There’s also more prominence to the Valkyries’ representations here, with Brynhilde being directly behind Odin, and another to Her right. The blue vial to the left of the pewter chalice long contained the last of a Dansk Mjød Viking Blod that I eventually ended up offering that year. The crystal in front of the altar is selenite, a crystal I and my family still use to cleanse ourselves before some evening prayers. The Negative Confession is on this altar in front of the vial and pewter mug.
The Ancestor Altar/Shrine
The Ancestor Altar/Shrine had finally come into being. I had not been able to have a separate shrine for Them due to space issues, so being able to give space to the Elements as part of the Ancestors was wonderful as well as connective for me. With this came a sense of connecting not only with Them individually as Elements and Ancestors, but in the space of the altar/shrine itself, each Element having Their own space in the way it is laid out. This time also marked, roughly, when my Ancestors started asking for semi-regular tobacco offerings. I started doing smoking offerings in 2009, 2010. I had long held a taboo in my mind because of my parents’ smoking habits. The deal I made with Them was that, so long as I was not going to become addicted I would smoke for Them. So, cigars and cigarettes became part of the Fire area of the Ancestor shrine at this point, but that ended when Sylverleaf, our son, and I, transitioned as a family into the whole of the top floor of the house.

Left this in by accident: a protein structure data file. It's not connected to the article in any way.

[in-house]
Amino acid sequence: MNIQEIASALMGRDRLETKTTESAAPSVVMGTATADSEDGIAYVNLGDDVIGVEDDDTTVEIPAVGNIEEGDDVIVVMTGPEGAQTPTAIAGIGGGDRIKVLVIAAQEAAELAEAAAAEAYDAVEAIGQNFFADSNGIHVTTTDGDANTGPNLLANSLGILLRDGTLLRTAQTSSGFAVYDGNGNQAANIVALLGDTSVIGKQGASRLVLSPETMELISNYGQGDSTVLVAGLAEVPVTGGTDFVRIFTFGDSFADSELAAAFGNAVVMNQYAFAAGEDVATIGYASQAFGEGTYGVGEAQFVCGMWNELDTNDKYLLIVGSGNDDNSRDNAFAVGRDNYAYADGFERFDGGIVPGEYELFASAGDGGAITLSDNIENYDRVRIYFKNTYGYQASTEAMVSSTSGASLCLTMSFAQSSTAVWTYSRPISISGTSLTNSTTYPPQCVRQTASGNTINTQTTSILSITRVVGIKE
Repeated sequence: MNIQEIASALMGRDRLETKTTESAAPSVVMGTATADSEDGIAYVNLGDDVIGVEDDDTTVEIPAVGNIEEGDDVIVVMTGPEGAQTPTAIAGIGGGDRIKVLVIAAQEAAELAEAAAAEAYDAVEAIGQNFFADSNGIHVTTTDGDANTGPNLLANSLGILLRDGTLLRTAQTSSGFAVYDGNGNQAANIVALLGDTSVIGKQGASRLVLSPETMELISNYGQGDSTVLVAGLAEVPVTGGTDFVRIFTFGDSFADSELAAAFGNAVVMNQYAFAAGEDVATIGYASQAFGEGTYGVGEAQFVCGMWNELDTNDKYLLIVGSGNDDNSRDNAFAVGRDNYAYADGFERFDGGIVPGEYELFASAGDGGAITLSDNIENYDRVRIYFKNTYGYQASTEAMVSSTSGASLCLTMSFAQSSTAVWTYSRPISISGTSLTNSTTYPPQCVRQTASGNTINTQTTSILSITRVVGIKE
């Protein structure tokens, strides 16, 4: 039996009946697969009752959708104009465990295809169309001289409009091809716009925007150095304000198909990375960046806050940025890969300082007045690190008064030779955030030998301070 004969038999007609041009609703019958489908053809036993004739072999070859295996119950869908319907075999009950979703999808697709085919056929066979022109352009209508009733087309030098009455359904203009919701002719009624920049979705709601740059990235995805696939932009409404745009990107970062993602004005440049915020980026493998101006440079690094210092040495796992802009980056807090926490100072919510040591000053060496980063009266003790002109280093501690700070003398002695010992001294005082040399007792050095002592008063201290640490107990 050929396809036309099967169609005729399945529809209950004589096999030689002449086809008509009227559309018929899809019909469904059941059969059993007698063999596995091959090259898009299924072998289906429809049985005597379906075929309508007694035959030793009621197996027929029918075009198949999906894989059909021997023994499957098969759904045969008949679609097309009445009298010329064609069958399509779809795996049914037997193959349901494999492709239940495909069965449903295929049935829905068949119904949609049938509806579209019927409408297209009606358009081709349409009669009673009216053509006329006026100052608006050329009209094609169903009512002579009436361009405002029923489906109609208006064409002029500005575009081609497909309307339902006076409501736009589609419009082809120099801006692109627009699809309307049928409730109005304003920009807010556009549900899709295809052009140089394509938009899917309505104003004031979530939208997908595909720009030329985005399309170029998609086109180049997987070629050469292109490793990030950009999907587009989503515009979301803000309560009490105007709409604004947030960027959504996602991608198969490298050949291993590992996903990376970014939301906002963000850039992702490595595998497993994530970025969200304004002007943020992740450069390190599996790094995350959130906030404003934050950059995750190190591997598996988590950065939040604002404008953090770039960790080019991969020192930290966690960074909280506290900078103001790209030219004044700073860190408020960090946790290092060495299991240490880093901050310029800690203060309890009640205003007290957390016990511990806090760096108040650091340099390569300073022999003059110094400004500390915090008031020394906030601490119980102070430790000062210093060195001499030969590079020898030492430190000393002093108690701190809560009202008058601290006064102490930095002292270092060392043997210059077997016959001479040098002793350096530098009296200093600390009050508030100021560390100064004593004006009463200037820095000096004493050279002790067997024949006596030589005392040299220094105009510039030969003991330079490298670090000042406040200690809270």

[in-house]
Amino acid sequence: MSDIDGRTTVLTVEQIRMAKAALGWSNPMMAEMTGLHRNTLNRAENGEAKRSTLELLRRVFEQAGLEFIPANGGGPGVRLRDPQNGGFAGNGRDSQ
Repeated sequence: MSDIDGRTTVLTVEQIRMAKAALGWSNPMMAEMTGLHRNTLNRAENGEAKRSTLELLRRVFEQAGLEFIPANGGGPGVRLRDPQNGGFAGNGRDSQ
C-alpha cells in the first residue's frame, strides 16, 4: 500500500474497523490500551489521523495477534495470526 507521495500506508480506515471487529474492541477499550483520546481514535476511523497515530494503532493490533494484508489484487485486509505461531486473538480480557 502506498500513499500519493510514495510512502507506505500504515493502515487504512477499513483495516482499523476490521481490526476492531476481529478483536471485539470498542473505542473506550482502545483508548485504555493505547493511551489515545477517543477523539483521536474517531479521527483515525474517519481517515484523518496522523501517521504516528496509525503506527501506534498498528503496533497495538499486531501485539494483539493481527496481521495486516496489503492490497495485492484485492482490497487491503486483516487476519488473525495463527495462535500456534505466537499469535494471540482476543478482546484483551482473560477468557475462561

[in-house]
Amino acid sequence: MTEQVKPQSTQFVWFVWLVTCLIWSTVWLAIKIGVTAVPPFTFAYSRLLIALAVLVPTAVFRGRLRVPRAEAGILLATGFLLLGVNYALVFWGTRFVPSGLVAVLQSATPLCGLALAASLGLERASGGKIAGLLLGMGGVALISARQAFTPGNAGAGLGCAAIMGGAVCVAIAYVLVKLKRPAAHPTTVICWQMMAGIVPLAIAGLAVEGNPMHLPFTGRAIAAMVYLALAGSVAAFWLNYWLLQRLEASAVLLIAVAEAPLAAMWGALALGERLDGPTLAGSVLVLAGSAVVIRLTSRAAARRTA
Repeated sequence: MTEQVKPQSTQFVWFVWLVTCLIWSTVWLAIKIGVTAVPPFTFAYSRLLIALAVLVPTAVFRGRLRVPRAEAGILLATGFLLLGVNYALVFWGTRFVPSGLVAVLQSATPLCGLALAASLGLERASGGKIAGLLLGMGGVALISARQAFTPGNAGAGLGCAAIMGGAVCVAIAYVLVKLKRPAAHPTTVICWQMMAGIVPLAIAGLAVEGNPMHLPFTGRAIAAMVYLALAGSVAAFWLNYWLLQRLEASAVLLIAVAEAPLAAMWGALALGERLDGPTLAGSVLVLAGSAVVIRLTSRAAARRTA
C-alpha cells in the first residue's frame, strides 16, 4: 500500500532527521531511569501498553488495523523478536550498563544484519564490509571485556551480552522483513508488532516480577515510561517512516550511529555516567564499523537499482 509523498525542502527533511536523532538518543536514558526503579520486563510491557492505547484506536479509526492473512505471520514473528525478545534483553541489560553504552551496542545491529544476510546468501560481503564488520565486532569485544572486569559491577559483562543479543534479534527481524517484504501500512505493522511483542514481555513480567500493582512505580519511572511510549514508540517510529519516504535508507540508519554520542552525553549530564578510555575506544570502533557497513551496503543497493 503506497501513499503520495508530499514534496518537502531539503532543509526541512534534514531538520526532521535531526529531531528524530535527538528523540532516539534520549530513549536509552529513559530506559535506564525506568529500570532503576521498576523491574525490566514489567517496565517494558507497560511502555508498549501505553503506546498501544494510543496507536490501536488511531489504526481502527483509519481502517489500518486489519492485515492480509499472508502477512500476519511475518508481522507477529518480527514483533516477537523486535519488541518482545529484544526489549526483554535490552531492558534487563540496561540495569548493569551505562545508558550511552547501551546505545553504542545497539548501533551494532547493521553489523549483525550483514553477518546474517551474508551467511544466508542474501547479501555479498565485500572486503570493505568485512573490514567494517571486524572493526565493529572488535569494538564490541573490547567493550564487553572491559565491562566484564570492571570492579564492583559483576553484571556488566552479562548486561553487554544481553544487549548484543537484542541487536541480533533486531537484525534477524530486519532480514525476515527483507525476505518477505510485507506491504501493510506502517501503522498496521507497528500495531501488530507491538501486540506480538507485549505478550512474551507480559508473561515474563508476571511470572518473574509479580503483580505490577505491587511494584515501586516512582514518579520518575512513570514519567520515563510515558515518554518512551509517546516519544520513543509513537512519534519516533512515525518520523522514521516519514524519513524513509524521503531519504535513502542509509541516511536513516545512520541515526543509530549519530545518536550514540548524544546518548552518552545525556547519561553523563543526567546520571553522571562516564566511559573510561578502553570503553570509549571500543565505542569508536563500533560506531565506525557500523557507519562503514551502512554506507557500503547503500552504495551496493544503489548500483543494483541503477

The Earthvaettir, Moneyvaettir, and Warrior Dead Shrines